Sunday, July 11, 2021

Banerjee Captures Wimbledon Boys Championship, Mintegi Del Olmo Claims Historic Girls Title; Krawczyk and Skupski Earn Mixed Doubles Title

There was rain aplenty, and covid protocols meant a week confined to the junior bubble in a college dormitory. Yet for Samir Banerjee, the 2021 Wimbledon Junior Championships were a dream come true, with the 17-year-old from New Jersey claiming the boys title with a 7-5, 6-3 victory over fellow unseeded American Victor Lilov Sunday afternoon on Court One.

Banerjee had lost in the first round of last month's French Open Junior Championships, so his immediate goal in his Wimbledon debut was a first junior slam win. And after winning just one match in the Roehampton J1 tournament the week before, he had his doubts about the grass.

"I had a good doubles showing but singles wasn't great," said Banerjee, who reached the doubles final. "I was just thinking about—like I started overthinking, how would I do at Wimbledon, I don't know if I'm ready to play well on grass, all these things.

"I'm really proud of how I competed and kind of gutted out some of those tough, tough matches. I think everyone I played was really good. I mean, they're the best in the world. So, I mean, I think my competitiveness and my drive to win kind of really helped me out in those moments."

After winning a tough three-setter against qualifier Sascha Gueymard Wayenburg of France on Court One in Saturday's semifinals, Banerjee was prepared for another battle against Lilov. Although they had played three times in 12s, 14s and 16s, with Banerjee winning all three, both players had discounted those results as a factor, with their most recent match over two years ago.

Banerjee earned the first break, and was up 5-2, but Banerjee could not convert two set points in the next game and he went on to lose the next game, with unforced errors and a double fault allowing Lilov pull even again.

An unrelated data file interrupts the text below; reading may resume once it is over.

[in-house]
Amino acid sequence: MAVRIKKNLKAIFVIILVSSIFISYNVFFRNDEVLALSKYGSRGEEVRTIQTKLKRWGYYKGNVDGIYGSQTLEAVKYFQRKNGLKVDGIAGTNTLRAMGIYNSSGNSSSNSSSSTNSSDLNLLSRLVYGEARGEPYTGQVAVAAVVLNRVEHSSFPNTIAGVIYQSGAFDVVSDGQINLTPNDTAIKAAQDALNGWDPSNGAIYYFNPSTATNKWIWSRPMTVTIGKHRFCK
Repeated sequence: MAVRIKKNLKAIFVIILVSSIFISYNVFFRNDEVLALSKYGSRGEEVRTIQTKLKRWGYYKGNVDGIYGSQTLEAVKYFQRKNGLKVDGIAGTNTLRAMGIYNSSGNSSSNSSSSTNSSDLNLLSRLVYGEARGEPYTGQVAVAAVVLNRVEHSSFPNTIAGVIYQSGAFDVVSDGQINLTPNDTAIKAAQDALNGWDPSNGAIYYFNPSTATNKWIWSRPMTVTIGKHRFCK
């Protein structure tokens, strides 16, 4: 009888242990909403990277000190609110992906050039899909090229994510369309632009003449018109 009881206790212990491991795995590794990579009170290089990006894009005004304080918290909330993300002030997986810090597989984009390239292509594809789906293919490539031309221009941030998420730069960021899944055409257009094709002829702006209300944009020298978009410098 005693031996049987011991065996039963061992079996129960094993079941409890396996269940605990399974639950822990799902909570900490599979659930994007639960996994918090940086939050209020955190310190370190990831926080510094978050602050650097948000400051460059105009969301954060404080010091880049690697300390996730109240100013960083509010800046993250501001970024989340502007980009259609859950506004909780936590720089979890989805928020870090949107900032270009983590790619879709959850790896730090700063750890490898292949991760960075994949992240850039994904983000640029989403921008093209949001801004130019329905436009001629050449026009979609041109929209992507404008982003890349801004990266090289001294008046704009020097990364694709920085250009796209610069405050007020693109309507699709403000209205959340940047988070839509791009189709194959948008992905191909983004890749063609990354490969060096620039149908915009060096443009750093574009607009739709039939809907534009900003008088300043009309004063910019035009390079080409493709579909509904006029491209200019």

"I played a pretty sloppy game at 5-3, and 5-4 he played another good service game," said Banerjee, who was No. 19 in the ITF rankings coming into the tournament. "I really just had to slow down and focus on my serve. I mean, he was on a roll. I had to do something to stop that."

As he had done all week, Banerjee raised his level when necessary.

"Obviously my first serves came in very clutch for me," Banerjee said. "I hit a couple really good first serves that he didn't return. So I think that helped me out a lot. My serve got me out of a lot of tricky situations where if maybe he put the ball in play and I had to pull a point out, it could have been tougher. I think just refocusing after that, getting that 5-all game was huge. Then breaking the next game was big because I think that helped with my momentum."

Lilov was hopeful that getting back into the first set would propel him to a high level, but Banerjee got an easy hold for 6-5 and the pressure was back on.

"I thought when I broke back, got to 5-all, I just felt better about myself, but I didn't return his serve well, especially the deuce side down the T," Lilov said. "It cost me a lot of points on return. And then at 5-6, I basically crumbled."

In the second set, the sixth game again produced the break Banerjee needed, as he seemed to have no trouble reading Lilov's shots and routinely picked off passing shots for winning volleys. He didn't think his anticipation was related to his previous wins over Lilov, but rather his own commitment to and understanding of grass court tennis.

"I think it's more just adjusting to the grass throughout these two weeks," said Banerjee, who won 17 of 19 points at the net in the match. "I think I realized it's a lot of first-strike tennis. If you hit a good ball, you should come to net. That's what I really tried to do here. Unless it's an unbelievable passing shot, you will have a chance to hit a volley. Oftentimes you don't have to hit an amazing volley, you just have to feel your way around it."